Chrysocolla vs Turquoise
You are hiking in the southwest US and the hunt is on for interesting finds from the subcrops and scree slopes in front of you. The bright sun has reflected some color from a rock on the ground and you pick it up. Suddenly you have an exciting find.
The rock you hold in your hand is the size of a softball, but one corner of it is a beautiful turquoise in color. This mineral appears dense, has some weight, and there are no visible crystals.
The color and habit already suggest that this is likely turquoise or chrysocolla, both minerals which are well known in this part of the world.
Before you sort out which mineral you have, your (greedy) reflex action is to check the immediate area for more of the same. Not finding any, you return your attention to the rock in your hand and identification of its striking mineral.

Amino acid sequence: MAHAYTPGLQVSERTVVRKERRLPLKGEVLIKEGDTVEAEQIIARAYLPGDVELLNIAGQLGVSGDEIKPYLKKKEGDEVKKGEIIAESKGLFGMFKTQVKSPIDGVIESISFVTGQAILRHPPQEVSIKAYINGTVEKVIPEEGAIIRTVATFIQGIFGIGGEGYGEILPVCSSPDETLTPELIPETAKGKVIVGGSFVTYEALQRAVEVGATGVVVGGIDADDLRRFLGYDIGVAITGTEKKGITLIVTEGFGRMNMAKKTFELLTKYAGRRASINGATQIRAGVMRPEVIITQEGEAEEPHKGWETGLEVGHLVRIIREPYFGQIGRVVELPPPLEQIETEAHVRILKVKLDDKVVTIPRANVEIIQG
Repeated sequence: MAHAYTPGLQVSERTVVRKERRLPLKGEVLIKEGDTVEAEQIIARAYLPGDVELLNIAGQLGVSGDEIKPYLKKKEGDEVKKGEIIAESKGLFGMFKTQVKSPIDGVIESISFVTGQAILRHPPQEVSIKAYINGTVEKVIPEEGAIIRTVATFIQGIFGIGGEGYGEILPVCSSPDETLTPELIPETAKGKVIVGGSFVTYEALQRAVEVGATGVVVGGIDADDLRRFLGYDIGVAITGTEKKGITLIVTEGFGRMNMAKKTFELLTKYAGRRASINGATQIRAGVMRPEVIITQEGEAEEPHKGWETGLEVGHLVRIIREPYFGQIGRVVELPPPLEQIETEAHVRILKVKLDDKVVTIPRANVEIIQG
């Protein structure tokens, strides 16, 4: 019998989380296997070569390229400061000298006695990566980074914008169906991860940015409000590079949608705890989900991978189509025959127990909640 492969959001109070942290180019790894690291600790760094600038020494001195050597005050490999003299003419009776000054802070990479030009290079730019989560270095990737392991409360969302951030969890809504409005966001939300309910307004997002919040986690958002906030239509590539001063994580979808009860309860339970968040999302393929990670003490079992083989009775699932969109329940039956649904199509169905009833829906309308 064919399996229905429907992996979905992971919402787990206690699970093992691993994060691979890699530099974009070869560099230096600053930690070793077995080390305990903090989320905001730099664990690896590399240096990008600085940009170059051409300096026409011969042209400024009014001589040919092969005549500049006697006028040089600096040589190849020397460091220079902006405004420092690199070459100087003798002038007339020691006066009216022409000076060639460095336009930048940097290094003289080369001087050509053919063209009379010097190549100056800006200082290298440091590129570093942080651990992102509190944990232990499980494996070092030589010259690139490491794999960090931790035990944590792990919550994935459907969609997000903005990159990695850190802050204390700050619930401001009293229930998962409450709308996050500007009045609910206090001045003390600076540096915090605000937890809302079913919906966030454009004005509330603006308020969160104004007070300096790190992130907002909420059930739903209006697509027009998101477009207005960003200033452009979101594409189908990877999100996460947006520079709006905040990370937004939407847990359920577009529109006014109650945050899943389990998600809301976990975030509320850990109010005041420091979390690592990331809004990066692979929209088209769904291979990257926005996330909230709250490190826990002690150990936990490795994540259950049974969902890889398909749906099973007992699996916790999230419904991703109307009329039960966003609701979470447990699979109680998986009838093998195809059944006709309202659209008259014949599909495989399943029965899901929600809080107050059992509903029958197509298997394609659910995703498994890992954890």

Turquoise crystals are very rare; turquoise more commonly occurs as a dense, massive material. It can occur in fine-grained to cryptocrystalline masses (when one can not discern anything), and often occurs as veinlets or crust. Turquoise can also occur as a concretionary mineral. This mineral is an aluminum phosphate with copper, and has a high density of 2.6-2.8. If it is massive, it will have a conchoidal to smooth fracture.
Color Variation of Turquoise
It exhibits a range of colors: sky blue, bluish green to apple green; and has a hardness of 5-6. Those rare crystals will have a waxy, vitreous luster. On a tile it will give a white or greenish to pale green streak. It is brittle and may be translucent on thin edges.
Read More: How To Tell If Turquoise Is Real Or Fake